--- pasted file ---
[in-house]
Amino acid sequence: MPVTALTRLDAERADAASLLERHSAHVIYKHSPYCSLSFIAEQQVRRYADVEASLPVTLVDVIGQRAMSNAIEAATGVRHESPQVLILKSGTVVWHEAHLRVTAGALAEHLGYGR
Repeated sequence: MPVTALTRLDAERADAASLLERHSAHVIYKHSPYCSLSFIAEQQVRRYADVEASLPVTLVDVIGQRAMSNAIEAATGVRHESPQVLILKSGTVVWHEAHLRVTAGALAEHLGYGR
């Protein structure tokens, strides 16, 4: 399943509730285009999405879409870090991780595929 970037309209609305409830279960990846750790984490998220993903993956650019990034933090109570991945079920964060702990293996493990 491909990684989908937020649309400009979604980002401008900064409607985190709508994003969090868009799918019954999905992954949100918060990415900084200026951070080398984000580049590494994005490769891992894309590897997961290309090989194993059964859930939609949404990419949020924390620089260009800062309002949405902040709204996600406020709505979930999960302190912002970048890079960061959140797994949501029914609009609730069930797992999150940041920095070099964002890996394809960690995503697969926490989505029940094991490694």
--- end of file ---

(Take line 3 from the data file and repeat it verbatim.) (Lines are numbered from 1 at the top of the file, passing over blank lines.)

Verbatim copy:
Repeated sequence: MPVTALTRLDAERADAASLLERHSAHVIYKHSPYCSLSFIAEQQVRRYADVEASLPVTLVDVIGQRAMSNAIEAATGVRHESPQVLILKSGTVVWHEAHLRVTAGALAEHLGYGR